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Was that Robyn I spotted in the crowd?

 

Don't think so.

 

FWIW - I was doing a lot of market work today. And a couple of times - when CNBC went to commercials - I clicked on CNN. Once - I got Brooke Shields. Can she stand still for 5 seconds without flipping her hair back? Somehow - I think Andre Agassi is better off with Steffi Graf. And then one time I got the little girl - his kid. Making her speech about her father (I am giving everyone the benefit of the doubt here - because she certainly didn't look like any child of his). But good grief - putting an 11 year old child whose father has just died in front of thousands of strangers on national TV - and having her "perform her grief" in public - well it's grotesque IMO. Child abuse. I defy anyone here to say this was appropriate.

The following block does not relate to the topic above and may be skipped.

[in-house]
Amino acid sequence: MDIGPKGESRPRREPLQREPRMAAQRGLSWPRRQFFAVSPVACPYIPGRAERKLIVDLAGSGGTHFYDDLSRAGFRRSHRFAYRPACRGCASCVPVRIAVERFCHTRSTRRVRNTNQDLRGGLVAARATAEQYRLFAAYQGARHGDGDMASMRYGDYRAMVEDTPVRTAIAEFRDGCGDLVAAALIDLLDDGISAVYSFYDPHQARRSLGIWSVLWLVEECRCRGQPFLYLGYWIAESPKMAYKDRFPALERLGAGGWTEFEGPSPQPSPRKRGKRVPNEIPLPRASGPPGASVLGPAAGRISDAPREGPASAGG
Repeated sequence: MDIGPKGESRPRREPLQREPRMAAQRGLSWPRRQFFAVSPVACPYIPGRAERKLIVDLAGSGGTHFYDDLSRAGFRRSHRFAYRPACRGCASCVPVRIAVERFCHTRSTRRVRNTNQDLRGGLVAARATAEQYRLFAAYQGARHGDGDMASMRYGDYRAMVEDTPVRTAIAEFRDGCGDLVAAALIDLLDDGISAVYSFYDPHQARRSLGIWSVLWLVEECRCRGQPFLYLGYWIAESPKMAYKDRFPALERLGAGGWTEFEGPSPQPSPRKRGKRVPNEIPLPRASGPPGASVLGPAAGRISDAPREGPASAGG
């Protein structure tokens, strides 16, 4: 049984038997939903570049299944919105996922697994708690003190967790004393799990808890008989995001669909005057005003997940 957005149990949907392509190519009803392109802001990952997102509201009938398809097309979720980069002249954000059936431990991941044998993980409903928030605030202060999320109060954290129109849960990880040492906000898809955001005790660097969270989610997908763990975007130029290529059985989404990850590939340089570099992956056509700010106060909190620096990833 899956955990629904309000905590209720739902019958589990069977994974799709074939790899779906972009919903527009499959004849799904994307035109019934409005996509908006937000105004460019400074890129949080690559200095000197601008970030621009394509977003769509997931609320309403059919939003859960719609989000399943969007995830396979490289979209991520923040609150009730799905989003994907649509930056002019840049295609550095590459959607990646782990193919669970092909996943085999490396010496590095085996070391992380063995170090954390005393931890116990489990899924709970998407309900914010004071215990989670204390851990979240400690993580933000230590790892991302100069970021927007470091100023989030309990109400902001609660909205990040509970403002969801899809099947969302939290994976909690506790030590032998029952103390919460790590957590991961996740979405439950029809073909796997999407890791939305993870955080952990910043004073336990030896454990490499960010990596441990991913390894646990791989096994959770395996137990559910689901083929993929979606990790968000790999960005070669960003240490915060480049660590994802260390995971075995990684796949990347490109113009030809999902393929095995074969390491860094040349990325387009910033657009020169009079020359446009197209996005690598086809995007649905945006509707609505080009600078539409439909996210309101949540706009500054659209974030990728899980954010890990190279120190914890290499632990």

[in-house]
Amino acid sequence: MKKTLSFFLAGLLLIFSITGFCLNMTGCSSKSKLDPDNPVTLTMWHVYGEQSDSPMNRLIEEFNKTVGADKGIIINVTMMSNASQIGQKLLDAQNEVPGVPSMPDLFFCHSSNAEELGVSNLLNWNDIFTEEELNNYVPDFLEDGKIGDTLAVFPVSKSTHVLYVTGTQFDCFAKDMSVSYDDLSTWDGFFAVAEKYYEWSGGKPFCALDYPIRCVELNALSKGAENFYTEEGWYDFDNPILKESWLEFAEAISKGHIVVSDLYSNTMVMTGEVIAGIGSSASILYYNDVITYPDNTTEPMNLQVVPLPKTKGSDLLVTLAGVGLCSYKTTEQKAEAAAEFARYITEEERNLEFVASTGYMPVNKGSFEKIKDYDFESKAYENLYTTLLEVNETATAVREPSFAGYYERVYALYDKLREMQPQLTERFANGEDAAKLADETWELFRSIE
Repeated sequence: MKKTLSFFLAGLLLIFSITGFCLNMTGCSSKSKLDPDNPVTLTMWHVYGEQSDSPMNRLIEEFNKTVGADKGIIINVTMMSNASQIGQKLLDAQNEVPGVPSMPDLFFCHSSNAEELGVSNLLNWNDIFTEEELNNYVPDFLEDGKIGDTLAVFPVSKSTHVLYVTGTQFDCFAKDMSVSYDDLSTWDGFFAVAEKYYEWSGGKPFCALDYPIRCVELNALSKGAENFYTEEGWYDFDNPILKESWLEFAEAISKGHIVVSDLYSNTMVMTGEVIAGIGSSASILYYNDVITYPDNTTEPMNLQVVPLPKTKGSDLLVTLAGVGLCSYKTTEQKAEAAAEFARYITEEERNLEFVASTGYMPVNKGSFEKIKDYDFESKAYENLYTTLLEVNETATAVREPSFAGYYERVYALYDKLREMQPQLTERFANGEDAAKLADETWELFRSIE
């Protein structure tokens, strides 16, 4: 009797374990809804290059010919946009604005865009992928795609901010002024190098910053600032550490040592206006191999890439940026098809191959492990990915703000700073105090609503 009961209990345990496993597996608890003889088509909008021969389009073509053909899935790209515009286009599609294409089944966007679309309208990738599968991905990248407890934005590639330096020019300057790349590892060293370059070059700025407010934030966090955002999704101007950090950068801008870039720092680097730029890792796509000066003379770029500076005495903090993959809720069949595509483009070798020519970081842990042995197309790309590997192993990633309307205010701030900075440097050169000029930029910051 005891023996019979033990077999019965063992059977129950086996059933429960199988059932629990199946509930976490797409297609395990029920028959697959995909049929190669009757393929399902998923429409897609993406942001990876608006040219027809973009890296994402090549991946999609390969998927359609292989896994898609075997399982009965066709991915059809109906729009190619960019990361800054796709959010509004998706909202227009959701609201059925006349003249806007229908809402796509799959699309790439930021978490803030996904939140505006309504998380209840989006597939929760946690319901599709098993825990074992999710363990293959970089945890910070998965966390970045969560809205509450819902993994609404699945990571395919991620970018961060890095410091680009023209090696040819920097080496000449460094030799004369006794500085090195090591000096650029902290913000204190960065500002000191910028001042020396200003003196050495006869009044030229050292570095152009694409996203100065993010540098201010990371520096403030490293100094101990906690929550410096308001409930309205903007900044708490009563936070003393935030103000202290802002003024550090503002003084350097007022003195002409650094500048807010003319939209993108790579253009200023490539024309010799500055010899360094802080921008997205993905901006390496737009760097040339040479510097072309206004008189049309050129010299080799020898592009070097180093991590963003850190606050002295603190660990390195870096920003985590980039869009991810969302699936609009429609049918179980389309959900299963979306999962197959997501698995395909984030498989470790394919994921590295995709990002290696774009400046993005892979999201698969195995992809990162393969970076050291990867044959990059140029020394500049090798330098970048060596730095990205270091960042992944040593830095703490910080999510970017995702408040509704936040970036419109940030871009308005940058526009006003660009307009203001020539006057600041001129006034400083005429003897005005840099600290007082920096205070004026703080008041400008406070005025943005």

But hey guys - it's all about the money. The head of AEG was on CNBC this morning. Snarky fellow. Laughing up his sleeve at the free ride and the millions he'll get at the expense of LA taxpayers. I would expect nothing more from him. But putting that little girl out front was apparently a family decision - guess that Janet Jackson figured she needed something to boost her ratings. Disgusting. Robyn

 

P.S. I read somewhere else that most of the people who performed had albums coming out in the next year. Coincidence? I think not.

Next you'll be arguing kids shouldn't be allowed to attend funerals.

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But good grief - putting an 11 year old child whose father has just died in front of thousands of strangers on national TV - and having her "perform her grief" in public - well it's grotesque IMO. Child abuse. I defy anyone here to say this was appropriate.